This would make it harder for the union tops to ignore the mood for a action, harder for them to claim the members don’t want a strike.


But above all, it would be a way to start organising the forces from below that want action. Everyone who signed the petition could then be drawn into campaigning for it themselves, getting their workmates to sign, then coming together in local meetings to mobilise.


Because we need to organise from the grass roots – in every workplace with a union, including the remote, isolated and backward ones and those not yet organised.

The government has already threatened to use the army to break the strike. We will need to organise regular pickets and flying pickets to stop strikebreakers and resist police and army harassment of strikers.


The students too could play a role in this too.  The NUS plans a demonstration in November. The National Campaign against Fees and Cuts should launch a campaign now to defend to mobilise college and school students to join the TUC demo with the teachers and lecturers unions to defend education, scrap the fees and restore the EMA, linking all of this to a clear call for a general strike.  The aim should be another outburst of mass direct action around the time of the NUS demo.


Other sections of the working class and poor can be drawn in – disabled people campaigning against ATOS, pensioners fighting cuts, unemployed campaigns and youth groups.


The TUC leaders are only talking tough, letting off steam about ‘considering’ a general strike because they know union members are angry, but in reality planning no action at all. They may come back after a long slow process of ‘investigation’ and announce that we can’t do it.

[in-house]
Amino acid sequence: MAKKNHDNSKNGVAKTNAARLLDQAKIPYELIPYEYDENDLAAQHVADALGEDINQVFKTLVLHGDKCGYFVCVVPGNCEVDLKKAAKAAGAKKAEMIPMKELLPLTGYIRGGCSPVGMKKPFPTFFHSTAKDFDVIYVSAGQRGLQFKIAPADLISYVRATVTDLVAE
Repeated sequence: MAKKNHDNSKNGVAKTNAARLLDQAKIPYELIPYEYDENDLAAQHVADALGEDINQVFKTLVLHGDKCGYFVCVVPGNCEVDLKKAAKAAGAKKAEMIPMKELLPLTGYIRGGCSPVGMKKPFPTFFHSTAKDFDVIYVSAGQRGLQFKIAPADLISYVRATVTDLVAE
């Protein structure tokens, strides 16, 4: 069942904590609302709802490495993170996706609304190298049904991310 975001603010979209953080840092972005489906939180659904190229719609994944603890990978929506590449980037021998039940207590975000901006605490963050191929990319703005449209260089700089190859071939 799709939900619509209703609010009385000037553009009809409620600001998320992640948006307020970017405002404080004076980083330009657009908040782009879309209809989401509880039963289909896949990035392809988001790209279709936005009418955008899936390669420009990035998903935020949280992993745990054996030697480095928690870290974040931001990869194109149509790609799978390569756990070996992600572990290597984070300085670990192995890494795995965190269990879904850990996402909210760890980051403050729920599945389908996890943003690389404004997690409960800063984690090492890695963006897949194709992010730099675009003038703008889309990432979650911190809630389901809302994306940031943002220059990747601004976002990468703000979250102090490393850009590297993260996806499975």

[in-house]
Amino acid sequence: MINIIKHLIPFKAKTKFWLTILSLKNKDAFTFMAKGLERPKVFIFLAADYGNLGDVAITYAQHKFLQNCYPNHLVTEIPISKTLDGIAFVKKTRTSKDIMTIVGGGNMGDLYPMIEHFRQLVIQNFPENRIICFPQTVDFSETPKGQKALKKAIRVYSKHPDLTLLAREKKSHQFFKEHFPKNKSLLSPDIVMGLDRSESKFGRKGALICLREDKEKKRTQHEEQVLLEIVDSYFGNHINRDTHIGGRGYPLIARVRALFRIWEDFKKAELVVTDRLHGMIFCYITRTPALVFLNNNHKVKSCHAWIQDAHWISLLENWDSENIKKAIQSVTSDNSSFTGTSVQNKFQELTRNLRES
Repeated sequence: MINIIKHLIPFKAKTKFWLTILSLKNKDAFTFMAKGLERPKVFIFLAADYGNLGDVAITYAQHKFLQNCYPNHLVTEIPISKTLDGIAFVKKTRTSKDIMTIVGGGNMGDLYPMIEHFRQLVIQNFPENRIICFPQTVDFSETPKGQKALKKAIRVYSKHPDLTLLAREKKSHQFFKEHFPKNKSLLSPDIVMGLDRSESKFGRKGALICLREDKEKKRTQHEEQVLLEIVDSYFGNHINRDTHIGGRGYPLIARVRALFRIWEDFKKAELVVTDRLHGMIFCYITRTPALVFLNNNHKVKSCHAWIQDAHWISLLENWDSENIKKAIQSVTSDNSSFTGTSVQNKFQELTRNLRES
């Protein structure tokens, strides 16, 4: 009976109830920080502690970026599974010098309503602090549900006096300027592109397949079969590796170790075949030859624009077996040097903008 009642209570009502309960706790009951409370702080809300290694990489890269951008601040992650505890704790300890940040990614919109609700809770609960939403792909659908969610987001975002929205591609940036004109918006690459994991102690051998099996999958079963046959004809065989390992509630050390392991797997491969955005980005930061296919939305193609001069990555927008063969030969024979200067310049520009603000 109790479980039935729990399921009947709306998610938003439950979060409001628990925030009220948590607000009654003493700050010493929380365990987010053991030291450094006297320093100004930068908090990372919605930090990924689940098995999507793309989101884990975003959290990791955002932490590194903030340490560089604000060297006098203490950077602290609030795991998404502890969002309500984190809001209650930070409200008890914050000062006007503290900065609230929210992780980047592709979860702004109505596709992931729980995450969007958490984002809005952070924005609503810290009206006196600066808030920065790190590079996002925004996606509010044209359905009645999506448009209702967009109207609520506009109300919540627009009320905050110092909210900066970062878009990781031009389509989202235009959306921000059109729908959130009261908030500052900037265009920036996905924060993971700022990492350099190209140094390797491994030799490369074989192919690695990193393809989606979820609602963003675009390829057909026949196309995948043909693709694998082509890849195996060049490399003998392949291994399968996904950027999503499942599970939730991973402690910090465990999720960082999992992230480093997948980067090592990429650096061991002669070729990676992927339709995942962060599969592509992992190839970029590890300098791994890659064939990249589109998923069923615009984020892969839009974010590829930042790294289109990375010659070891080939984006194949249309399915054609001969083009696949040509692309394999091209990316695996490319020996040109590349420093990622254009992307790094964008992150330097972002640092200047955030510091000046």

The more left wing of the union leaders may be looking for a repeat of the coordinated strike over pensions – legal because all involved were in officially recognised disputes with their employers, but vulnerable to being divided as each union negotiated and withdrew action separately.


That is why organising from below for a general strike is now the key. This would mean everyone striking together until the government falls. It means busting the antiunion laws and making them totally unworkable.


All those in favour of a general strike should come together now in united mobilising committees to make it happen and to control any action once it starts.


Step up the fight now – for a general strike to bring down the Tories!